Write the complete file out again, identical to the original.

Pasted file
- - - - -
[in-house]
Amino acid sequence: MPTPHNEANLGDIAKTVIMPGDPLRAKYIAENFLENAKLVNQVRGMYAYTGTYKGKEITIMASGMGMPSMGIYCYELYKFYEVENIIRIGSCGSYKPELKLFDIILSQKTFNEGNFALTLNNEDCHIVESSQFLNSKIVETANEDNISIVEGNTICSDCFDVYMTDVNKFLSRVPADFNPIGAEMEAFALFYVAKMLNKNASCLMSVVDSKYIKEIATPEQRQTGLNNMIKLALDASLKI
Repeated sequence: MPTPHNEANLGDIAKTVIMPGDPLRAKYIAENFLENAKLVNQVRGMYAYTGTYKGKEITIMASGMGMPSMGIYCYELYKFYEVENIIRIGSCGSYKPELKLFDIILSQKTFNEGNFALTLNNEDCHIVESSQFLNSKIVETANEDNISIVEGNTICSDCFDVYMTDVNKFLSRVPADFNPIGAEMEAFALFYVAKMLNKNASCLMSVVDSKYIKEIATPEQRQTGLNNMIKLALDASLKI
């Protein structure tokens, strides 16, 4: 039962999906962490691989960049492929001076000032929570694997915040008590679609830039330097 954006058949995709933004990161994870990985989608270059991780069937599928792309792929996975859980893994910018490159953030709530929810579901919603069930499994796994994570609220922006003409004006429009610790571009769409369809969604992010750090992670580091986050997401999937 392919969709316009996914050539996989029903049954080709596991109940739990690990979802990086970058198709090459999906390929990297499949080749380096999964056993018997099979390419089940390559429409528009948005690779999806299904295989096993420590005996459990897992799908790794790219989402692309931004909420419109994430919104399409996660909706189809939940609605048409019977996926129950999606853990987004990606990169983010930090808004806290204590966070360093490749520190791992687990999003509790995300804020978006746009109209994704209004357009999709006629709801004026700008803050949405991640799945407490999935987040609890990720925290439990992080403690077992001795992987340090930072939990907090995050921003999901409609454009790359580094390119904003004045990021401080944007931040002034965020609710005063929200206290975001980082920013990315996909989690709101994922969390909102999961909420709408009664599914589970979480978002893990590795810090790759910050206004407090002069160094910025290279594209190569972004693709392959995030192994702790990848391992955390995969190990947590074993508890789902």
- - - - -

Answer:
[in-house]
Amino acid sequence: MPTPHNEANLGDIAKTVIMPGDPLRAKYIAENFLENAKLVNQVRGMYAYTGTYKGKEITIMASGMGMPSMGIYCYELYKFYEVENIIRIGSCGSYKPELKLFDIILSQKTFNEGNFALTLNNEDCHIVESSQFLNSKIVETANEDNISIVEGNTICSDCFDVYMTDVNKFLSRVPADFNPIGAEMEAFALFYVAKMLNKNASCLMSVVDSKYIKEIATPEQRQTGLNNMIKLALDASLKI
Repeated sequence: MPTPHNEANLGDIAKTVIMPGDPLRAKYIAENFLENAKLVNQVRGMYAYTGTYKGKEITIMASGMGMPSMGIYCYELYKFYEVENIIRIGSCGSYKPELKLFDIILSQKTFNEGNFALTLNNEDCHIVESSQFLNSKIVETANEDNISIVEGNTICSDCFDVYMTDVNKFLSRVPADFNPIGAEMEAFALFYVAKMLNKNASCLMSVVDSKYIKEIATPEQRQTGLNNMIKLALDASLKI
């Protein structure tokens, strides 16, 4: 039962999906962490691989960049492929001076000032929570694997915040008590679609830039330097 954006058949995709933004990161994870990985989608270059991780069937599928792309792929996975859980893994910018490159953030709530929810579901919603069930499994796994994570609220922006003409004006429009610790571009769409369809969604992010750090992670580091986050997401999937 392919969709316009996914050539996989029903049954080709596991109940739990690990979802990086970058198709090459999906390929990297499949080749380096999964056993018997099979390419089940390559429409528009948005690779999806299904295989096993420590005996459990897992799908790794790219989402692309931004909420419109994430919104399409996660909706189809939940609605048409019977996926129950999606853990987004990606990169983010930090808004806290204590966070360093490749520190791992687990999003509790995300804020978006746009109209994704209004357009999709006629709801004026700008803050949405991640799945407490999935987040609890990720925290439990992080403690077992001795992987340090930072939990907090995050921003999901409609454009790359580094390119904003004045990021401080944007931040002034965020609710005063929200206290975001980082920013990315996909989690709101994922969390909102999961909420709408009664599914589970979480978002893990590795810090790759910050206004407090002069160094910025290279594209190569972004693709392959995030192994702790990848391992955390995969190990947590074993508890789902």